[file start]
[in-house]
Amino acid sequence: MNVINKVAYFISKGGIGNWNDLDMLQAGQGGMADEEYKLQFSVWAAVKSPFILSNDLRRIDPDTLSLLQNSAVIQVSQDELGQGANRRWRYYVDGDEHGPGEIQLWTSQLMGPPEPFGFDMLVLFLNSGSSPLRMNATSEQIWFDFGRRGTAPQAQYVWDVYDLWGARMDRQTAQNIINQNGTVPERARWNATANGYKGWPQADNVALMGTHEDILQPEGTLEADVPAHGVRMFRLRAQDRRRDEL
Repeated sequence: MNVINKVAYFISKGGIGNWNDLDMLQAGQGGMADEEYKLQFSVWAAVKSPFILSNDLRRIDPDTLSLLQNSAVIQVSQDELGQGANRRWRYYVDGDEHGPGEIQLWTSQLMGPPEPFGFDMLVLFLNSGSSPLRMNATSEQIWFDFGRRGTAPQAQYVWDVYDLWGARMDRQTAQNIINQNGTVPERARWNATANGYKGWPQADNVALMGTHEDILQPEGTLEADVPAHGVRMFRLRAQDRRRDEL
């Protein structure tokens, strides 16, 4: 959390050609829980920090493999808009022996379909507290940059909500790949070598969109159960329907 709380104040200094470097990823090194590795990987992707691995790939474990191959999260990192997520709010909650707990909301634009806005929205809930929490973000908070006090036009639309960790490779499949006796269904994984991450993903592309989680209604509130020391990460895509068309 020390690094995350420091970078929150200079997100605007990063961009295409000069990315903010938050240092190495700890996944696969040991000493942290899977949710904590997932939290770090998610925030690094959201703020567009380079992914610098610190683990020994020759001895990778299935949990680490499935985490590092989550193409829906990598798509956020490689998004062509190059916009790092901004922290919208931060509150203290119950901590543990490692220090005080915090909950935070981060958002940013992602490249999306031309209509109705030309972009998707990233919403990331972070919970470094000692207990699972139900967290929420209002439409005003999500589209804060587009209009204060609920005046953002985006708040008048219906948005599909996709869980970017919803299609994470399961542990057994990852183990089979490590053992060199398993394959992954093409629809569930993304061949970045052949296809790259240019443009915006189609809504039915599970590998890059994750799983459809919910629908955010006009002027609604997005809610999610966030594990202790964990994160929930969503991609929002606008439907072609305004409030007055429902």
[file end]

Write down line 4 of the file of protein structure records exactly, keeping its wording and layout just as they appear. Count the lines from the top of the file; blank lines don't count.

């Protein structure tokens, strides 16, 4: 959390050609829980920090493999808009022996379909507290940059909500790949070598969109159960329907 709380104040200094470097990823090194590795990987992707691995790939474990191959999260990192997520709010909650707990909301634009806005929205809930929490973000908070006090036009639309960790490779499949006796269904994984991450993903592309989680209604509130020391990460895509068309 020390690094995350420091970078929150200079997100605007990063961009295409000069990315903010938050240092190495700890996944696969040991000493942290899977949710904590997932939290770090998610925030690094959201703020567009380079992914610098610190683990020994020759001895990778299935949990680490499935985490590092989550193409829906990598798509956020490689998004062509190059916009790092901004922290919208931060509150203290119950901590543990490692220090005080915090909950935070981060958002940013992602490249999306031309209509109705030309972009998707990233919403990331972070919970470094000692207990699972139900967290929420209002439409005003999500589209804060587009209009204060609920005046953002985006708040008048219906948005599909996709869980970017919803299609994470399961542990057994990852183990089979490590053992060199398993394959992954093409629809569930993304061949970045052949296809790259240019443009915006189609809504039915599970590998890059994750799983459809919910629908955010006009002027609604997005809610999610966030594990202790964990994160929930969503991609929002606008439907072609305004409030007055429902």